Proposals for an improved design for HS2 around Aylesbury, if it goes ahead, have been revealed by the National Trust.
Whilst being neutral over the principle of HS2, the National Trust opposes the specific proposed route in the Aylesbury area and through the Chilterns AONB.
This is because of its landscape and other impacts, especially on Hartwell House, where it would require the acquisition of the Trust’s land.
The plans revealed today show how the impact on hundreds of people's lives and the special places they care about could be reduced if HS2 Ltd plans for mitigation on a big enough scale.
This would include acquiring additional land either side of the railway line to give room for the necessary landscaping and other measures, such as creating a 600m long 'land bridge' for the route as it crosses through the Hartwell House estate and next to Fairford Leys, where many local people will be heavily affected by the railway.
This would involve building the land up on either side of the line, then placing a lid on top, with vegetation and tree planting covering it. Wide, landscaped embankments which would screen trains and conceal noise barriers and security fencing also feature.
A range of specialist consultants, including experts in rail engineering, landscape character, landscape architecture, noise and hydrology have been brought in by the National Trust to advise on the best possible mitigation over an 8km stretch of the line from Stoke Mandeville, around Aylesbury and up to Waddesdon.
Since the route for HS2 was published in January this year, the Trust has been talking to local authorities, parish councils, landowners, other charities and organisations, as well as HS2 Ltd, aiming for proposals which take into account the views of as many people as possible who are affected by the line.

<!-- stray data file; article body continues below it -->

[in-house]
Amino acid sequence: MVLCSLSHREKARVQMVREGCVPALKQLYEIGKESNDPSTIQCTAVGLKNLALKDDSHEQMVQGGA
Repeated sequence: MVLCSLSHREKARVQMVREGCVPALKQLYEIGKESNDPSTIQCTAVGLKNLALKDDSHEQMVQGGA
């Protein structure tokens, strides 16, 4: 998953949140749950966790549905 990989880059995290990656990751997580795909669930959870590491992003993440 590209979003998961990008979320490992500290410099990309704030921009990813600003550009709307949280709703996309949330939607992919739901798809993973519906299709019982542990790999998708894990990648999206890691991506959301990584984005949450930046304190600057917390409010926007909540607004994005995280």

Peter Nixon, director of conservation for the National Trust, said: "Although HS2 is still not a foregone conclusion, and we object to the route chosen, in case it does go ahead it’s sensible for us to negotiate for the best scheme which minimises its impact for as many people as possible and on the special places they care about.
"We hope our proposals, which draw on our practical experience elsewhere, raise expectations of what could be achieved.
"There is still a lot of detail to work up. This would have to be done with HS2 Ltd, the community, local authorities and landowners and we believe a collaborative approach here will deliver the best scheme if HS2 does go ahead.
"We hope that HS2 Ltd and the Government will adopt this scheme, however we have also been clear that if this is not the case we would be prepared to petition Parliament in order to try and get the scheme included in the necessary legislation."
The current proposed route of HS2 will pass directly through the Hartwell House estate which has an international history and significance stretching back almost a thousand years to the reign of Edward the Confessor.
It also passes within view of Coombe Hill in the Chilterns; through the Waddesdon Estate which has a Victorian garden thought to be one of best in Britain; and close to Claydon House, once home to Florence Nightingale.
The scheme has already received backing from a number of local groups.
About The National Trust:
The National Trust looks after more than 250,000 hectares of countryside, 710 miles of coastline and hundreds of historic places across England, Wales and Northern Ireland. For more information on countryside conservation and ideas for great value family days out go to: www.nationaltrust.org.uk.
The National Trust
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